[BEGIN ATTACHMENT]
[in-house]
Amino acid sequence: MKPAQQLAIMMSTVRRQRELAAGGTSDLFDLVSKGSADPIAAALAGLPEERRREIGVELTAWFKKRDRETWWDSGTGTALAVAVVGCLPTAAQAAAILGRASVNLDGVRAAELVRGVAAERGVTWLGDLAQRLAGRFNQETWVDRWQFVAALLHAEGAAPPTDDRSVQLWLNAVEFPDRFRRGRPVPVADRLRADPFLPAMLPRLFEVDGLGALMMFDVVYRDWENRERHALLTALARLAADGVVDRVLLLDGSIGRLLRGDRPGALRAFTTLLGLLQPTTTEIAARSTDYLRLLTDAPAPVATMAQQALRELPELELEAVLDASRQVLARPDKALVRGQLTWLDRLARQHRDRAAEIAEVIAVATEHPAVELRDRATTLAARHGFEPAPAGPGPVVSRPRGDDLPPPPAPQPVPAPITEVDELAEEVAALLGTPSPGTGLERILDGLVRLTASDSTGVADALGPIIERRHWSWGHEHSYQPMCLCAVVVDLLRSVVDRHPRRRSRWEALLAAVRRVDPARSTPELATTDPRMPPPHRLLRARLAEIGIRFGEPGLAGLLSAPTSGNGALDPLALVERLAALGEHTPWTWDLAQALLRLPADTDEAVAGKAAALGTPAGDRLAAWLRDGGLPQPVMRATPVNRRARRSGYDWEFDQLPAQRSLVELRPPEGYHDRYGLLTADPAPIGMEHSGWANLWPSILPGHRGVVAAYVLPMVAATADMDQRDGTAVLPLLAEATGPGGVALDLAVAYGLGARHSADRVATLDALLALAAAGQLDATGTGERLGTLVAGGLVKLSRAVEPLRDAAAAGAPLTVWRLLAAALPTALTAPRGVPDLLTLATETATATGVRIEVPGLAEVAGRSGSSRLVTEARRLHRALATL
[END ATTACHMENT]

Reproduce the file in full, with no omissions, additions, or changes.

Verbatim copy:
[in-house]
Amino acid sequence: MKPAQQLAIMMSTVRRQRELAAGGTSDLFDLVSKGSADPIAAALAGLPEERRREIGVELTAWFKKRDRETWWDSGTGTALAVAVVGCLPTAAQAAAILGRASVNLDGVRAAELVRGVAAERGVTWLGDLAQRLAGRFNQETWVDRWQFVAALLHAEGAAPPTDDRSVQLWLNAVEFPDRFRRGRPVPVADRLRADPFLPAMLPRLFEVDGLGALMMFDVVYRDWENRERHALLTALARLAADGVVDRVLLLDGSIGRLLRGDRPGALRAFTTLLGLLQPTTTEIAARSTDYLRLLTDAPAPVATMAQQALRELPELELEAVLDASRQVLARPDKALVRGQLTWLDRLARQHRDRAAEIAEVIAVATEHPAVELRDRATTLAARHGFEPAPAGPGPVVSRPRGDDLPPPPAPQPVPAPITEVDELAEEVAALLGTPSPGTGLERILDGLVRLTASDSTGVADALGPIIERRHWSWGHEHSYQPMCLCAVVVDLLRSVVDRHPRRRSRWEALLAAVRRVDPARSTPELATTDPRMPPPHRLLRARLAEIGIRFGEPGLAGLLSAPTSGNGALDPLALVERLAALGEHTPWTWDLAQALLRLPADTDEAVAGKAAALGTPAGDRLAAWLRDGGLPQPVMRATPVNRRARRSGYDWEFDQLPAQRSLVELRPPEGYHDRYGLLTADPAPIGMEHSGWANLWPSILPGHRGVVAAYVLPMVAATADMDQRDGTAVLPLLAEATGPGGVALDLAVAYGLGARHSADRVATLDALLALAAAGQLDATGTGERLGTLVAGGLVKLSRAVEPLRDAAAAGAPLTVWRLLAAALPTALTAPRGVPDLLTLATETATATGVRIEVPGLAEVAGRSGSSRLVTEARRLHRALATL